Academic Advising Resources


NACADA: The Global Community for Academic Advising



1) Advisors are responsible to the individuals they advise.  

Academic advisors work to strengthen the importance, dignity, potential, and unique nature of each individual within the academic setting. Advisors' work is guided by their beliefs that students:

  • have diverse backgrounds that can include different ethnic, racial, domestic, and international communities; sexual orientations; ages; gender and gender identities; physical, emotional, and psychological abilities; political, religious, and educational beliefs
  • hold their own beliefs and opinions
  • responsible for their own behaviors and the outcomes for those behaviors
  • can be successful based on their individual goals and efforts
  • have a desire to learn
  • have learning needs that vary based upon individual skills, goals, responsibilities, and experiences
  • use a variety of techniques and technologies to navigate their world. 

In support of these beliefs, the cooperative efforts of all who advise include, but are not limited to, providing accurate and timely information, communicating in useful and efficient ways, maintaining regular office hours, and offering varied contact modes.
Advising, as part of the educational process, involves helping students develop a realistic self-perception and successfully transition to the postsecondary institution. Advisors encourage, respect, and assist students in establishing their goals and objectives.
Advisors seek to gain the trust of their students and strive to honor students' expectations of academic advising and its importance in their lives.

2) Advisors are responsible for involving others, when appropriate, in the advising process.

Effective advising requires a holistic approach. At many institutions, a network of people and resources is available to students. Advisors serve as mediators and facilitators who effectively use their specialized knowledge and experience for student benefit. Advisors recognize their limitations and make referrals to qualified persons when appropriate. To connect academic advising to students' lives, advisors actively seek resources and inform students of specialists who can further assess student needs and provide access to appropriate programs and services. Advisors help students integrate information so they can make well-informed academic decisions.

3) Advisors are responsible to their institutions.

Advisors nurture collegial relationships. They uphold the specific policies, procedures, and values of their departments and institutions. Advisors maintain clear lines of communication with those not directly involved in the advising process but who have responsibility and authority for decisions regarding academic advising at the institution. Advisors recognize their individual roles in the success of their institutions.

4) Advisors are responsible to higher education.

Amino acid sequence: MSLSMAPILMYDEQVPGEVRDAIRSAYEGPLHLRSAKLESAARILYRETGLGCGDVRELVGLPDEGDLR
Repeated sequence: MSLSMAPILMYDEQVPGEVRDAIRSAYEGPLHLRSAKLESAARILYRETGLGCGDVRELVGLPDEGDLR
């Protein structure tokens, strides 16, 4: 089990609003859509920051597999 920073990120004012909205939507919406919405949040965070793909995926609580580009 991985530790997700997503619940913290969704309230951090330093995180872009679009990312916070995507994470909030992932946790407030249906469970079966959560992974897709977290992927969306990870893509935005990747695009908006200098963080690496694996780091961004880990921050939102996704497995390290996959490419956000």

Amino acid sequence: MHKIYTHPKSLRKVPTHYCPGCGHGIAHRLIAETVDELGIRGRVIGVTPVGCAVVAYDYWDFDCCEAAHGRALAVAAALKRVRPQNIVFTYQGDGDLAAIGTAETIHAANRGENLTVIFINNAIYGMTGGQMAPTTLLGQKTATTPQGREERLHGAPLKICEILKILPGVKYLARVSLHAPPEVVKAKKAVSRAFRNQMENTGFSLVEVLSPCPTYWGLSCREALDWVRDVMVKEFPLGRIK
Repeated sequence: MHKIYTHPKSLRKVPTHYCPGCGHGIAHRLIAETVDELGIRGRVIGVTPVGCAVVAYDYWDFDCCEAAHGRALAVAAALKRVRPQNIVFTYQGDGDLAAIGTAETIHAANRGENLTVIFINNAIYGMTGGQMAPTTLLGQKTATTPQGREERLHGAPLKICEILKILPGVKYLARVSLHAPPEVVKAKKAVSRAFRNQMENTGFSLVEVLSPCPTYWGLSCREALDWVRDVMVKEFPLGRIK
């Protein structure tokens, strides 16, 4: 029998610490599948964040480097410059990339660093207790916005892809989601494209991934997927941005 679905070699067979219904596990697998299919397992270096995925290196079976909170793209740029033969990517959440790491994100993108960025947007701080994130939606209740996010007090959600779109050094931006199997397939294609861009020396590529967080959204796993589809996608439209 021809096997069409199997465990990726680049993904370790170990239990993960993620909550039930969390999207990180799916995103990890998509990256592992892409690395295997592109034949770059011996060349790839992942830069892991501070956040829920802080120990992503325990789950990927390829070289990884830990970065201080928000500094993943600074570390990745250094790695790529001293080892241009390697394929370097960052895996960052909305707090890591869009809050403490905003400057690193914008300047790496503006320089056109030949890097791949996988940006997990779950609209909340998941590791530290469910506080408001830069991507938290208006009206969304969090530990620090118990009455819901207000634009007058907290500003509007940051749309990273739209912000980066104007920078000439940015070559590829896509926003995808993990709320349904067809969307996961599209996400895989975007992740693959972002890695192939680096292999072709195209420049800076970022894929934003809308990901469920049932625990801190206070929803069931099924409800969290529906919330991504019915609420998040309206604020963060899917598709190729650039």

Academic advisors honor academic freedom. They realize that academic advising is not limited to any one theoretical perspective and that practice is informed by a variety of theories from the fields of social sciences, the humanities, and education. They are free to base their work with students on the most relevant theories and on optimal models for the delivery of academic advising programs. Advisors advocate for student educational achievement to the highest attainable standard, support student goals, and uphold the educational mission of the institution.

5) Advisors are responsible to their educational community.

Academic advisors interpret their institution's mission as well as its goals and values. They convey institutional information and characteristics of student success to the local, state, regional, national, and global communities that support the student body. Advisors are sensitive to the values and mores of the surrounding community. They are familiar with community programs and services that may provide students with additional educational opportunities and resources. Advisors may become models for students by participating in community activities.

6) Advisors are responsible for their professional practices and for themselves personally.

Advisors participate in professional development opportunities, establish appropriate relationships and boundaries with advisees, and create environments that promote physical, emotional, and spiritual health. Advisors maintain a healthy balance in their lives and articulate personal and professional needs when appropriate. They consider continued professional growth and development to be the responsibility of both themselves and their institutions.

Click here for a pdf version of this document. This document is a 'member benefit publication'; it can be downloaded and used on campuses in accordance with the NACADA copyright statement.

The Statement of Core Values provides the guidance academic advisors seek from NACADA: The Global Community of Academic Advising. The Statement is reviewed periodically to ensure its alignment with current professional practices and philosophies. The NACADA encourages institutions to adopt the Statement of Core Values and support the work of those who provide academic advising.

Revised 2005       Copyright © 2005 by NACADA: The Global Community of Academic Advising

Links to remaining portions of the Core Values Statement

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